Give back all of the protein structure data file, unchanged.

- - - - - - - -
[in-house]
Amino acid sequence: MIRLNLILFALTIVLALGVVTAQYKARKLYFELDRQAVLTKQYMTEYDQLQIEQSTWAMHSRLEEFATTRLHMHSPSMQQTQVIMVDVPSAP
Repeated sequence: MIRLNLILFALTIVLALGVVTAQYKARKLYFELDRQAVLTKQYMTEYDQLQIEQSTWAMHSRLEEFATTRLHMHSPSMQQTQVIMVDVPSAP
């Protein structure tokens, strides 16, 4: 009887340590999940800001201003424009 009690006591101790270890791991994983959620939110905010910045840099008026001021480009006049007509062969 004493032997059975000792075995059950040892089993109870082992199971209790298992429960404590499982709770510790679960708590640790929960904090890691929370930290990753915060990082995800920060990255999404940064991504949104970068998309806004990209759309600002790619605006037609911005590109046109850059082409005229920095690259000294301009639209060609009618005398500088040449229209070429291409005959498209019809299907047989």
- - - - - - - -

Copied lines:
[in-house]
Amino acid sequence: MIRLNLILFALTIVLALGVVTAQYKARKLYFELDRQAVLTKQYMTEYDQLQIEQSTWAMHSRLEEFATTRLHMHSPSMQQTQVIMVDVPSAP
Repeated sequence: MIRLNLILFALTIVLALGVVTAQYKARKLYFELDRQAVLTKQYMTEYDQLQIEQSTWAMHSRLEEFATTRLHMHSPSMQQTQVIMVDVPSAP
């Protein structure tokens, strides 16, 4: 009887340590999940800001201003424009 009690006591101790270890791991994983959620939110905010910045840099008026001021480009006049007509062969 004493032997059975000792075995059950040892089993109870082992199971209790298992429960404590499982709770510790679960708590640790929960904090890691929370930290990753915060990082995800920060990255999404940064991504949104970068998309806004990209759309600002790619605006037609911005590109046109850059082409005229920095690259000294301009639209060609009618005398500088040449229209070429291409005959498209019809299907047989």